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The problem is: $y" + 9y = e^t$, with the initial conditions $y(0) = 0, y'(0) = 0$.

I'm stuck at the inverse Laplace transform part. Do I have to use partial fraction expansion or can I just split the equation $\frac{1}{(s-1)(s^2+9)}$?

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  • $\begingroup$ Please consider formatting mathematical formulae in LaTeX style. Also, please do not use uncommon English acronyms that might be unknown to the rest of the world (such as PFE). $\endgroup$
    – Alex M.
    Mar 25, 2015 at 20:22
  • $\begingroup$ What do you mean by splitting the equation? $\endgroup$
    – GFauxPas
    Mar 25, 2015 at 22:05
  • $\begingroup$ you need to break it up as $\frac{10}{(s-1)(s^2+9)} = \frac 1{s-1} - \frac{s}{s^2 + 9} - \frac 1{s^2 + 9}$ and look up the inverse transforms. $\endgroup$
    – abel
    Mar 30, 2015 at 1:56

1 Answer 1

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You do not have to use partial fractions. I have no idea though about your meaning of split the equation. I think most people would infer splitting the equation as partial fractions decomposition. If you don't want to use partial fractions, we can use the inverse Laplace transform definition. That is, $$ \mathcal{L}^{-1}\{F(s)\}(t) = \frac{1}{2i\pi}\int_{\gamma - i\infty}^{\gamma + i\infty}F(s)e^{st}ds = \sum_j\operatorname{Res}\{F(s);s_j\}\tag{1} $$ where $F(s) = \frac{1}{(s-1)(s^2 + 9)}$. The poles of $F(s)$ occur when $s = 1, \pm 3i$; thus, we only have simple poles. Using equation $(1)$, we have \begin{align} \frac{1}{2i\pi}\int_{\gamma - i\infty}^{\gamma + i\infty}\frac{e^{st}}{(s-1)(s^2+9)}ds & = \lim_{s\to 1}(s-1)\frac{e^{st}}{(s-1)(s^2+9)}+\lim_{s\to 3i}(s-3i)\frac{e^{st}}{(s-1)(s^2+9)}\\ &+\lim_{s\to -3i}(s+3i)\frac{e^{st}}{(s-1)(s^2+9)}\\ &= \lim_{s\to 1}\frac{e^{st}}{s^2+9}+\lim_{s\to 3i}\frac{e^{st}}{(s-1)(s+3i)}+\lim_{s\to -3i}\frac{e^{st}}{(s-1)(s-3i)}\\ &\tag{2} \end{align} After taking the limit in equation $(2)$ and simplifying, you should get $$ \mathcal{L}^{-1}\{F(s)\}(t) = \frac{1}{30}\bigl[3e^t - 3\cos(3t)-\sin(3t)\bigr] $$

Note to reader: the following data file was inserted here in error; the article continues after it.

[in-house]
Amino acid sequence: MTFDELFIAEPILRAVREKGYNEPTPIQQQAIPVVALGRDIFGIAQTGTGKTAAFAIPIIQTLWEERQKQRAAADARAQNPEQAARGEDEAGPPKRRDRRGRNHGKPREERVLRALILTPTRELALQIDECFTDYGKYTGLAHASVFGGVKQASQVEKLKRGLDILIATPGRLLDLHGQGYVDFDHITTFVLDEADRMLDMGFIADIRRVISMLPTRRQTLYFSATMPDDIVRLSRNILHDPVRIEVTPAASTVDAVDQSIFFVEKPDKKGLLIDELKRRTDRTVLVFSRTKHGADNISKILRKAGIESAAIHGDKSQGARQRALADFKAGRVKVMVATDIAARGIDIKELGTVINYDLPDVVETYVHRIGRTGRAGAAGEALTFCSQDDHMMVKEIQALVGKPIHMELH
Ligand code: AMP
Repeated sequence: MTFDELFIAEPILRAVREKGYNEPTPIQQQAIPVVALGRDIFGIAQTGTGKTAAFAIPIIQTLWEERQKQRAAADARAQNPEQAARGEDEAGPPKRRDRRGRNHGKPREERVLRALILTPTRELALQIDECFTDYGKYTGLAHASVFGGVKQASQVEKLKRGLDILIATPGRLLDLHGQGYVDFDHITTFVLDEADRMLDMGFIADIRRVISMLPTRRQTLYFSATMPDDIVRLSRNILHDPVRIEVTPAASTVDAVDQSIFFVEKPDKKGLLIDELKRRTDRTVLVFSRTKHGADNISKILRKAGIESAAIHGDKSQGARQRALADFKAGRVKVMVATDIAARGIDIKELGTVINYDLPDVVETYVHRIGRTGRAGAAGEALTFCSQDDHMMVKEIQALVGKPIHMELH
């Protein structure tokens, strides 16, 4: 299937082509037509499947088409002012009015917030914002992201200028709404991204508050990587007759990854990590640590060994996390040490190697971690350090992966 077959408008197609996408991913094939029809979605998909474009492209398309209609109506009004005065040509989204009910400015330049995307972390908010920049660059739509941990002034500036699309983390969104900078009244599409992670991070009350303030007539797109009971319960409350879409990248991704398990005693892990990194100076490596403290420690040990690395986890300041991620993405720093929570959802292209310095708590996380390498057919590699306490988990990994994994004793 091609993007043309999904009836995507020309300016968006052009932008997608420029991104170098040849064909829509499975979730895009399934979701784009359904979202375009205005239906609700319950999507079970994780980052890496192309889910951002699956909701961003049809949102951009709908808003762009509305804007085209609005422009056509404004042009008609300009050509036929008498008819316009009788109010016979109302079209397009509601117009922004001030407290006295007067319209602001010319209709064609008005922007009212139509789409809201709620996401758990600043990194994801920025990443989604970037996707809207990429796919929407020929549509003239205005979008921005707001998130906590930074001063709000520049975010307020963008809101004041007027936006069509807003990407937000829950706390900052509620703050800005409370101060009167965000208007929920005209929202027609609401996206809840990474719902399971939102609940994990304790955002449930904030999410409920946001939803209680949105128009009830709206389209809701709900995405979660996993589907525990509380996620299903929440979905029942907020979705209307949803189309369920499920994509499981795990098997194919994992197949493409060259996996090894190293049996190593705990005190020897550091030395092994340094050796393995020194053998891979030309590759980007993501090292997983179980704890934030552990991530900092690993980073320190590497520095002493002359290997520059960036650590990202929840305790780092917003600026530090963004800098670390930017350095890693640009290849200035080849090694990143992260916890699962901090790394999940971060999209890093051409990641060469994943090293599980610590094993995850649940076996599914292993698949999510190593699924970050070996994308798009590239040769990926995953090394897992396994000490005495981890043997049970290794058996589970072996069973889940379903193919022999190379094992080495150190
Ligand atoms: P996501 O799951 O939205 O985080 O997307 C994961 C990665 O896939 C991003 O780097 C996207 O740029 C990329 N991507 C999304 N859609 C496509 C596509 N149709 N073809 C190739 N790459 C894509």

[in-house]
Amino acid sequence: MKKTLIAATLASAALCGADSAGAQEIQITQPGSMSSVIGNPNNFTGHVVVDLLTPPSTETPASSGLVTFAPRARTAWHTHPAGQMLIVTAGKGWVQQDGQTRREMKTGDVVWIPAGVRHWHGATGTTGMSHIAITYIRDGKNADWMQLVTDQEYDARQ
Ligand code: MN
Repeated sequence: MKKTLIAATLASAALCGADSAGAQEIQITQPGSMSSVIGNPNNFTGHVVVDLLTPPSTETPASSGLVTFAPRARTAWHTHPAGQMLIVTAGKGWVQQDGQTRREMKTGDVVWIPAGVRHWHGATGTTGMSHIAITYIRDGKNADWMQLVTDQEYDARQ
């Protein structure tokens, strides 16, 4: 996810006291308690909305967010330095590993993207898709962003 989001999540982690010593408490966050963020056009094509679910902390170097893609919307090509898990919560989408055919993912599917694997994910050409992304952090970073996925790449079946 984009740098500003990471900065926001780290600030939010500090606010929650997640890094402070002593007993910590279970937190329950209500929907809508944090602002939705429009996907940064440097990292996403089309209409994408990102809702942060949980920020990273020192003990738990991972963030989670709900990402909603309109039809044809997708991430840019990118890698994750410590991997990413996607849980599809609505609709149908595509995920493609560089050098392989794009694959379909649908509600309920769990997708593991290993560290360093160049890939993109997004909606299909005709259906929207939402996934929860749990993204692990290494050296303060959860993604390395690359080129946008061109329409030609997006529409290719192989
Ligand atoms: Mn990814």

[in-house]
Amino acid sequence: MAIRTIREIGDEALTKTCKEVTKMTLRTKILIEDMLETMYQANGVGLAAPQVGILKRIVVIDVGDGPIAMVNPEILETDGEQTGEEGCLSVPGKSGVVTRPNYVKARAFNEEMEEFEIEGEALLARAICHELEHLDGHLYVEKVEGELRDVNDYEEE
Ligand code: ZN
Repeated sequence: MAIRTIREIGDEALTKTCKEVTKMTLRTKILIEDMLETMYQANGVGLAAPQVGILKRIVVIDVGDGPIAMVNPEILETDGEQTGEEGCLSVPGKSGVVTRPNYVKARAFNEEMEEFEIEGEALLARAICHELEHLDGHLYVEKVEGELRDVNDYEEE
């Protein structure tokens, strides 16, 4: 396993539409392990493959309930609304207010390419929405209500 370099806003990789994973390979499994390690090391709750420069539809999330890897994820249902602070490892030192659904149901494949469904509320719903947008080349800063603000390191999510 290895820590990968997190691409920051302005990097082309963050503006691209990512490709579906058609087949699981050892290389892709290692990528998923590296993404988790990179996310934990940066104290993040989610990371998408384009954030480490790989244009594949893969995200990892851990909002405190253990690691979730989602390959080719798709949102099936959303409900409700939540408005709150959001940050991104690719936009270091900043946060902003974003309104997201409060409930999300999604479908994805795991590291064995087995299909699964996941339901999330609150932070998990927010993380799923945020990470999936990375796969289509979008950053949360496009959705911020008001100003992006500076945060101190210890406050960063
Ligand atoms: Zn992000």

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    $\begingroup$ I'm guessing the method is ... too complex. $\endgroup$
    – user170231
    Mar 30, 2015 at 1:37
  • $\begingroup$ Yes, it was a poor attempt at humor :) $\endgroup$
    – user170231
    Mar 30, 2015 at 1:41
  • $\begingroup$ @user170231 I enjoyed it. I just didn't know if it was accidental. $\endgroup$
    – dustin
    Mar 30, 2015 at 1:42
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    $\begingroup$ The OP asked if they need to use partial fractions to solve the problem. I have shown that partial fractions is not needed. If you are downvoting, it would be nice if you have the courtesy to explain. $\endgroup$
    – dustin
    Apr 2, 2015 at 0:41
  • $\begingroup$ I upvoted for precisely that reason. You offered a suggestion that doesn't involve partial fractions - exactly what was asked for, though probably not what was expected. Complex methods might be over the OP's head. (Not that I'm accusing OP of downvoting. At least one other user did too.) $\endgroup$
    – user170231
    Apr 2, 2015 at 5:05

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